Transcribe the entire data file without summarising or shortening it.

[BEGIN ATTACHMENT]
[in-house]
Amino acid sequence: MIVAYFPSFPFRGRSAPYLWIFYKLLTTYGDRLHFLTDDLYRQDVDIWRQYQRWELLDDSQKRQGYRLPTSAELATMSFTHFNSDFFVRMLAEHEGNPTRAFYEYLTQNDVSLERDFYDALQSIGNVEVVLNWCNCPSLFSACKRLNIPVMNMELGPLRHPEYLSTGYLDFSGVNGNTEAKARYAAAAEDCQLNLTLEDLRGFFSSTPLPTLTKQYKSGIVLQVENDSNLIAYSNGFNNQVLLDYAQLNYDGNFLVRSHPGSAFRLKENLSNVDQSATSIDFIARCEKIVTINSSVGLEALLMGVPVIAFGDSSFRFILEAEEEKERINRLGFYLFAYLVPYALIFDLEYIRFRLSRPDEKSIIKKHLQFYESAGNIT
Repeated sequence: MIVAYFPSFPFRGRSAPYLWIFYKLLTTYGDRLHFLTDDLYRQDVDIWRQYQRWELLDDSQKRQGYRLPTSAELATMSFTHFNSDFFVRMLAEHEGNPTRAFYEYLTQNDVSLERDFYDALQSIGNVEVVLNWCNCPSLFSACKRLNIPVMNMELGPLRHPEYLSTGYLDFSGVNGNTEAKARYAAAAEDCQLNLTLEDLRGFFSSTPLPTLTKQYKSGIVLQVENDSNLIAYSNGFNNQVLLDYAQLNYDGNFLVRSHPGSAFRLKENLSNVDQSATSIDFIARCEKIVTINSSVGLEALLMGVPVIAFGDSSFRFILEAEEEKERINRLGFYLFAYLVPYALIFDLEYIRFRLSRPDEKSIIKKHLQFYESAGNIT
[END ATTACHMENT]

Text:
[in-house]
Amino acid sequence: MIVAYFPSFPFRGRSAPYLWIFYKLLTTYGDRLHFLTDDLYRQDVDIWRQYQRWELLDDSQKRQGYRLPTSAELATMSFTHFNSDFFVRMLAEHEGNPTRAFYEYLTQNDVSLERDFYDALQSIGNVEVVLNWCNCPSLFSACKRLNIPVMNMELGPLRHPEYLSTGYLDFSGVNGNTEAKARYAAAAEDCQLNLTLEDLRGFFSSTPLPTLTKQYKSGIVLQVENDSNLIAYSNGFNNQVLLDYAQLNYDGNFLVRSHPGSAFRLKENLSNVDQSATSIDFIARCEKIVTINSSVGLEALLMGVPVIAFGDSSFRFILEAEEEKERINRLGFYLFAYLVPYALIFDLEYIRFRLSRPDEKSIIKKHLQFYESAGNIT
Repeated sequence: MIVAYFPSFPFRGRSAPYLWIFYKLLTTYGDRLHFLTDDLYRQDVDIWRQYQRWELLDDSQKRQGYRLPTSAELATMSFTHFNSDFFVRMLAEHEGNPTRAFYEYLTQNDVSLERDFYDALQSIGNVEVVLNWCNCPSLFSACKRLNIPVMNMELGPLRHPEYLSTGYLDFSGVNGNTEAKARYAAAAEDCQLNLTLEDLRGFFSSTPLPTLTKQYKSGIVLQVENDSNLIAYSNGFNNQVLLDYAQLNYDGNFLVRSHPGSAFRLKENLSNVDQSATSIDFIARCEKIVTINSSVGLEALLMGVPVIAFGDSSFRFILEAEEEKERINRLGFYLFAYLVPYALIFDLEYIRFRLSRPDEKSIIKKHLQFYESAGNIT